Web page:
Cambodia Landmine Museum Review
If on a family vacation or if you are traveling solo to Angkor Wat, near Siem Reap Cambodia, do not miss visiting the Cambodia Landmine Museum. This is a must for everyone traveling to Cambodia and can create a great educational moment for the whole family, even traveling children that are mature enough to understand history. It will only take you around an hour to complete the audio tour around the small building. But you will leave with a wealth of knowledge and understanding about what Cambodians have endured over the last century. Even if you you are not traveling to Siem Reap you need to know about the Landmine situation in Cambodia. The Cambodians are a resilient and gracious people who will most definitely capture your heart.
The Cambodia Landmine Museum was foundedby Aki Ra. He is a survivor of a war torn childhood and has devoted his life to clearing land mines in Cambodia. He is a real hero. At the age of 10 he was given his first gun and recruited as a child solider by the destructive
regime known as Khmer Rouge. By seventeen he defected and fought against Khmer Rouge. In 1993 he began his dangerous life long mission of clearing land mines all over Cambodia. It is estimated he has cleated over 50,000 mines. That’s 50,000 lives he has saved from destruction. Not only does The Cambodia Landmine Museum educate and support the clearing of dangerous mines, they have an onsite Relief Center that is home to dozens of injured, handicapped, orphaned children.
Thousands of Cambodians have lost legs, arms, feet and lives to land mine explosions. Some believe there are still between 3 to 6 million mines left in Cambodia. Cities and Heavily populated areas like Angkor Wat have been cleared. But villages, jungles, and family farm fields are where mines are commonly found. Children, mothers and fathers, stumble on 30 year old mines in their own land and lose a limb. The work of locating the bombs and disarming them is slow and time consuming, but essential for protecting innocent lives.
Where did all the bombs come from? Pretty much every country contributed to the littering of the bombs, even Cambodia themselves. Some are undetonated bombs that were dropped in air raids, and some are actual land mines that were placed. The bombs date back to WWII and of course the Vietnam War, and then the Khmer Rouge Regime. The museum has a display of all the different types of bombs, and also a store of bombs that were disarmed by Aki Ra himself.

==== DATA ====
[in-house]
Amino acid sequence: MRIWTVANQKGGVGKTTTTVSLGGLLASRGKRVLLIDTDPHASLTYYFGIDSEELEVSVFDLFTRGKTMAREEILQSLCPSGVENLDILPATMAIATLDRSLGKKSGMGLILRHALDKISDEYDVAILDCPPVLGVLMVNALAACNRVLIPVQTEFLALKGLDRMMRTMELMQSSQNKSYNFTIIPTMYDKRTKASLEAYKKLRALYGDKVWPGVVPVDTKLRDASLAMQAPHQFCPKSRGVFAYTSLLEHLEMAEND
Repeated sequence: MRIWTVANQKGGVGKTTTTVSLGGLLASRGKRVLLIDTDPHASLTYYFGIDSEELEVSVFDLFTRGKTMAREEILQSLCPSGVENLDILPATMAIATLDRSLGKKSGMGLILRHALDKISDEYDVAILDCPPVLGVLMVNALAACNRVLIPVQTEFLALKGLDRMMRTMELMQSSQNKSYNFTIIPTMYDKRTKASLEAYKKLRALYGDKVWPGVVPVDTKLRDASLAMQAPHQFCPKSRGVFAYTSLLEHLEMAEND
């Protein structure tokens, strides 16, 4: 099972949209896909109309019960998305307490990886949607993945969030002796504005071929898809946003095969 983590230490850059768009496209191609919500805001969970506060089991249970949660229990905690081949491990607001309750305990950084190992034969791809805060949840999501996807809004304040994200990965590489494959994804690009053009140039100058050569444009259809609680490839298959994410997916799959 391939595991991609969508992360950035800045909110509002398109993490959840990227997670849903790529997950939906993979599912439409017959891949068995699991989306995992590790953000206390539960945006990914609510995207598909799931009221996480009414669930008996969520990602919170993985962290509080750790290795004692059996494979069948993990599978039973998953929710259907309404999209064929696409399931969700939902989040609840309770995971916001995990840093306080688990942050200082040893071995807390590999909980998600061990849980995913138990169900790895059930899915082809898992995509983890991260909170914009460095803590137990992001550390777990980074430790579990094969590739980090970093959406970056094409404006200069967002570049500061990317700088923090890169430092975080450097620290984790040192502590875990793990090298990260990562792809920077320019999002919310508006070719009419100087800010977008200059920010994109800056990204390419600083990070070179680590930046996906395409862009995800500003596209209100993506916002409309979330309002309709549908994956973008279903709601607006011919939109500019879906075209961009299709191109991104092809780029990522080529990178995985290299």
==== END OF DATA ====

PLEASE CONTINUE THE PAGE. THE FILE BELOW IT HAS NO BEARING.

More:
How can we help? First step is reading this article and being informed. We spend so much of our lives in our own little bubble, being aware is half the battle. This is why at Bring Learn Grow (BLG) we encourage family travel and allowing kids to experience different cultures. Next step, visit the Cambodia Landmine Museum while traveling in Cambodia. All proceeds collected at the museum are used to deal with the landmine situation. In fact, the $5 fee is divided up; $1 towards clearing landmines, $1 towards supporting programs in local villages, and $3 to care for the victims housed at the relief center. That’s $5 well spent! They also have a gift shop where you can purchase gifts hand made by the children. Cambodia does not encourage trying to visit orphanages or Children’s Homes as tourists. However, there are many opportunities to serve while traveling with your family. Bring Learn Grow calls this a Servcation™. While traveling in Siem Reap, visiting the museum is an excellent way to lend your support to this tragic situation.The Cambodians are a resilient and gracious people who will most definitely capture your heart. Click To Tweet
Do not miss this opportunity for yourself and your family to visit Cambodian Landmine Museum. Remember, BringLearnGrow is all about traveling and experiencing other cultures and history so we can deepen our compassion and understanding of the world.